We are a commune of inquiring, skeptical, politically centrist, capitalist, anglophile, traditionalist New England Yankee humans, humanoids, and animals with many interests beyond and above politics. Each of us has had a high-school education (or GED), but all had ADD so didn't pay attention very well, especially the dogs. Each one of us does "try my best to be just like I am," and none of us enjoys working for others, including for Maggie, from whom we receive neither a nickel nor a dime. Freedom from nags, cranks, government, do-gooders, control-freaks and idiots is all that we ask for.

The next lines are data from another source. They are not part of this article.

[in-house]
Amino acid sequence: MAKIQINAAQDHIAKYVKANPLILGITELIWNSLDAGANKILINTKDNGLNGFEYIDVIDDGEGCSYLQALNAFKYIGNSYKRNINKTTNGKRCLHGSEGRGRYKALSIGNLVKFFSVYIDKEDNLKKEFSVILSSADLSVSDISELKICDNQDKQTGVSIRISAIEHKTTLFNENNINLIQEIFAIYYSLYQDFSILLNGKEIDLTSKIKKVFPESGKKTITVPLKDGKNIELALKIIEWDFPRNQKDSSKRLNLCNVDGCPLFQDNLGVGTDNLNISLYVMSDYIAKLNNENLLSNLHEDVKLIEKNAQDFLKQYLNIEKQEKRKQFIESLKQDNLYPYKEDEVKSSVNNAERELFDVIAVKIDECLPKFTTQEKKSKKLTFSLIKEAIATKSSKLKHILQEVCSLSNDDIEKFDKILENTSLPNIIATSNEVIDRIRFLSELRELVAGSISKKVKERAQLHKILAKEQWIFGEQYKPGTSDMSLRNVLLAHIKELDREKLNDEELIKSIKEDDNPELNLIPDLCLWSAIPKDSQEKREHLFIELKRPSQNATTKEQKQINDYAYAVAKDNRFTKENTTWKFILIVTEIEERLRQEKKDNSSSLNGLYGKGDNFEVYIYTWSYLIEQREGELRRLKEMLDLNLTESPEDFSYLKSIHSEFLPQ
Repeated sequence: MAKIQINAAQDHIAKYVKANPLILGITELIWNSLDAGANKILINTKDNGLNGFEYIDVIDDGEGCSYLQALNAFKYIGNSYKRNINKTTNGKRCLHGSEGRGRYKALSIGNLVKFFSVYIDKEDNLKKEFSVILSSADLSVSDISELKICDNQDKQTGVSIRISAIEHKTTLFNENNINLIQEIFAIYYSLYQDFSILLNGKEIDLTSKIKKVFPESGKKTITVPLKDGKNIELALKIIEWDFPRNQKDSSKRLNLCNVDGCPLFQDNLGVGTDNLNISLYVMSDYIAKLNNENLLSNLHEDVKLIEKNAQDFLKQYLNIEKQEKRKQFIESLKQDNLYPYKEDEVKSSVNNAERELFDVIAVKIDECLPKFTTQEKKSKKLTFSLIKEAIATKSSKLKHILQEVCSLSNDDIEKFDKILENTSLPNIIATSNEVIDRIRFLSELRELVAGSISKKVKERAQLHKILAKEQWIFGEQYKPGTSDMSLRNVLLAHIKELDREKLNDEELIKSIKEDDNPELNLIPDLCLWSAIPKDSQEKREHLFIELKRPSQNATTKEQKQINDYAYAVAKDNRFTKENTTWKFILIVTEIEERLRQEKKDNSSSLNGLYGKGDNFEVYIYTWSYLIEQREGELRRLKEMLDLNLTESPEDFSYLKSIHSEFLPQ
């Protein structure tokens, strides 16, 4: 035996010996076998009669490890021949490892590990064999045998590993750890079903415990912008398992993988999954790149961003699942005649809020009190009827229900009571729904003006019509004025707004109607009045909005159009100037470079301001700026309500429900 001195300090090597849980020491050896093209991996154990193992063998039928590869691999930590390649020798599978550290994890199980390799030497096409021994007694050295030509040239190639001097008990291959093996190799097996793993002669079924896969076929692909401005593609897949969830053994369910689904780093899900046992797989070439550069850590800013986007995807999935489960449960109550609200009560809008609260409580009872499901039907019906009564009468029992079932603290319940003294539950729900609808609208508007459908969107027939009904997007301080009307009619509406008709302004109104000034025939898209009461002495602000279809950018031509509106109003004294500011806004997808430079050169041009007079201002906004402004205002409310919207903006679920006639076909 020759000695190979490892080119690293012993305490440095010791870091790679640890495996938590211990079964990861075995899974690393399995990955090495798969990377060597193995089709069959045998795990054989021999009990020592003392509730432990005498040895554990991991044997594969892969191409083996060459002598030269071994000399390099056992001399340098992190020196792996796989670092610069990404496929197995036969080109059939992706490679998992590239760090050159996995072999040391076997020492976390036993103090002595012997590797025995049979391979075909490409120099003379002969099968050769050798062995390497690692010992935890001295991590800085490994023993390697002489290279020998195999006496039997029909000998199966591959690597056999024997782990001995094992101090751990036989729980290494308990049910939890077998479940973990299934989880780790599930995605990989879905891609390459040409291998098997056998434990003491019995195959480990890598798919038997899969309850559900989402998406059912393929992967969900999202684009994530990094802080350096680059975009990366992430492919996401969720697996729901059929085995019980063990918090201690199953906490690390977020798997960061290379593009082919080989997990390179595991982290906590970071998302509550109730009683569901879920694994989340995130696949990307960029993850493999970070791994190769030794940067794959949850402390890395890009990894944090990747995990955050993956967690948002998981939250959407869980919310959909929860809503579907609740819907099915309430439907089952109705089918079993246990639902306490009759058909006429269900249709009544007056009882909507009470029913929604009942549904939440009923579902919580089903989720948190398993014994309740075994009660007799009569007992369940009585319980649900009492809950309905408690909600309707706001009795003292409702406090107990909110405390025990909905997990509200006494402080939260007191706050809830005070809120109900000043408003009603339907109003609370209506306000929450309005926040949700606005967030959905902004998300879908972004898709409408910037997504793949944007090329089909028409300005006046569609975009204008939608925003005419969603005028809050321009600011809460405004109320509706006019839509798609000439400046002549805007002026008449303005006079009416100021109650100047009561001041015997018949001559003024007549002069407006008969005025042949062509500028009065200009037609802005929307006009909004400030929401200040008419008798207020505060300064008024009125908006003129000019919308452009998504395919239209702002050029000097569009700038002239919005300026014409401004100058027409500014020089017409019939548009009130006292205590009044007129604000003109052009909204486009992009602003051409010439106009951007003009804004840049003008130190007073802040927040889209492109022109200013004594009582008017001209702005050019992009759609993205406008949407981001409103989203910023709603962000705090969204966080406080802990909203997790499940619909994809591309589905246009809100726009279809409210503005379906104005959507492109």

We are at the end of Recovery Summer and beginning of Accountability Autumn. Our incumbent congressman, Jim Himes, is running for re-election in a tough economic and political climate for incumbents with his voting record. Across the country, incumbents such as Himes are downplaying their votes for the stimulus, Obamacare, and record deficits. While Congressman Himes may be vulnerable this year, the 2010 election may also be a great opportunity for him if he is able to survive. That is because 2010 will be as bad as it gets for Himes in terms of accountability. If he can get a majority of voters to accept the status quo, then he will be practically invulnerable in future elections. Generally, incumbents face their toughest re-election battle after their freshman term. In this case, Himes’ first term ends amidst 10% unemployment. Two out of three voters in his district under the belief that Washington is on the wrong track. If he can overcome those odds, then he can do anything –- set aside his campaign season moderation and vote how he pleases in the future. If Himes can win this election, then Accountability Autumn may become as big a failure as Recovery Summer. So the question before the voters is whether or not the status quo is good enough. Because there may not be another chance at an Accountability Autumn like this one.